Ganges involves the Schools.pdf

In the above file note page 1 [the minute] second minute sub para 3 where the navy thinks it a good idea to get the Ministry of Education to recognise Ganges and St Vincent.  Use the pdf zoomer to read the third minute with ease. The Director of Naval Education states that it was necessary for the R.M. School of Music to get the "blessing" of the Ministry of Education, but that it isn't required for Ganges or St Vincent until the school leaving age is raised to 16 which was as far away as 1972 [a staggering 22 years hence].  He continues to say that if an Inspection now helps recruitment, then he would give it his backing. It is rather sad that my page 3 has been spoiled over the years.  Nevertheless, most of it is still legible.  It is worth the struggle to read what is left of the letter because it is very interesting. Paragraph 3 is amazing because it is saying that from the boy seaman recruit, one third fail education/intelligence tests, one third the medical and only one third are accepted. Paragraph 4b is important.  In paragraph 4c, the last four lines read "....talks but if they were allowed to show films, benefits might accrue. It may be unscientific but a boy is attracted to the Forces by the glamour of the uniform and/or by the adventure offered.  In my opinion a woman, and specifically when....." Now move on to the next page which is not defaced. Clearly he doesn't like the idea of any woman advising boys about a career in the Forces.  Paragraphs 4d and 4e herald good things yet to come from civilian education authorities.  On the final page, note in particular the steep decline in numbers of applicants starting as a relative high with the euphoria of the recent war, ever lower as civilian opportunities become more attractive.

This liaison led to the full involvement of the Ministry of Education.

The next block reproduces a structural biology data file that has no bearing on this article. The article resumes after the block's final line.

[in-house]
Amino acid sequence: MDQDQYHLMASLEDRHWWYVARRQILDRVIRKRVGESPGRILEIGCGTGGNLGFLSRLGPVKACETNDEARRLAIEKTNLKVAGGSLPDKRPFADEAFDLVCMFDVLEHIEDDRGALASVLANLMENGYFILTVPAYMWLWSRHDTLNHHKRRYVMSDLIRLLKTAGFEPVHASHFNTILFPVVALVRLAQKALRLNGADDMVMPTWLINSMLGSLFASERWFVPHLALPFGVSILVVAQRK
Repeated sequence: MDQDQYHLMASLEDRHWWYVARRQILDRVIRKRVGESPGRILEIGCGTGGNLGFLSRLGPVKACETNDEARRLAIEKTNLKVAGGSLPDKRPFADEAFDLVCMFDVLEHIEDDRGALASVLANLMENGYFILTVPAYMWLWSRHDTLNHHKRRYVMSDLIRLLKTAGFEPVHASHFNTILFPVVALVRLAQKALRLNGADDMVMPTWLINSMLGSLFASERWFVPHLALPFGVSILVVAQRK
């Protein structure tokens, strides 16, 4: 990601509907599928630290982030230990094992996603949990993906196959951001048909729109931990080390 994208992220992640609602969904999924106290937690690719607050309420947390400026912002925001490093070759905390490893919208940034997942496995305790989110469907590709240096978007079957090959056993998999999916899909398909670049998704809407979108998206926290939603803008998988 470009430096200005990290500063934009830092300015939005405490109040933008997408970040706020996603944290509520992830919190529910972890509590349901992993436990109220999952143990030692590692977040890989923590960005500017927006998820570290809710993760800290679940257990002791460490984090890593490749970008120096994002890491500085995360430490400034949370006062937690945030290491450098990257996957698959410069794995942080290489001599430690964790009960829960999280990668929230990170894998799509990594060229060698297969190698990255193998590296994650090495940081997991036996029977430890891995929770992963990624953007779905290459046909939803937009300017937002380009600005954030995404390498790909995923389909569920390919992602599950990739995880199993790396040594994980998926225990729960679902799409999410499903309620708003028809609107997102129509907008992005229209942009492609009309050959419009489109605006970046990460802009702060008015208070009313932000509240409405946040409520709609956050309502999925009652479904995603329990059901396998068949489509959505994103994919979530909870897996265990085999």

Ganges was Inspected first [report to follow] with St Vincent second in October 1952 - click below



It could be the case that Ganges were so keen to get the Inspection started that they overlooked  to officially apply for it.

Application not received.pdf

Ganges applies to the Admiralty, Admiralty returns the Syllabi and then applies to the Ministry of Education.

Application from the Admiralty for the Inspection.pdf
Criteria for Grading Qualification.pdf

Definition of Criteria.pdf

An all male Inspection Team ! Dates and Times

Pre Inspection Admin and Syllabuses.pdf

[File below is scanned into two parts for ease of handling - this one covers Pages 1 to 15]

Inspection Report my Part One.pdf [start to page 15]

Inspection Report my Part Two.pdf  [page 16 to finish]

 Number of Schoolies in Ganges and St Vincent.pdf

In part two above, if you look at Inspection pages 24 and 25, perhaps for the first times in your life you will see the total number of hours you spent doing, probably, what you hated most in life. For me [page 25 as a communicator] spending 50 x 50 minutes = 2500 minutes = 42 hours on Kits is mind blowing. Spending 522 hours [22 days] doesn't sound much after 15 months in that "Belson" for W/T communication training !   Total school hours are shown on Inspection page 24.

When the Ministry of Education Report arrived,  the navy were quite pleased, because notwithstanding what follows, they got what they wanted [and back dated], namely the stamp of efficiency which in effect gave them an official SECONDARY MODERN SCHOOL status which all in civilian life associated with.  From that, the bias against BTE's  was neutralised;  the stigma's of low academic attainments were lifted, and the criteria for Boy entrants to the Royal Navy became credible.

The overriding comment from all was that the report was too "civilian orientated" and too idealistic, suggesting improvements which the Admiralty would [or could] not fund.  Short Service Commission Instructor Officer were stimulated by a new appointment at least every two years and rating instructors were rotated also within two year cycles to balance their service career with a fair sea-shore ration and the opportunities for roster promotions.  Returning regularly to HMS Ganges was a better alternative than staying there for an extended period if they were "ideal" boys' instructors.

Comments regarding the fabric of the Establishment would be referred to the Admiralty but there was little hope that money would be forthcoming.  After all, there were many known sub standard buildings in UK schools, including grammar schools, and these, albeit undesirable,  were tolerated by local authorities: why then would the Admiralty want to spend money when bullets were much more important ?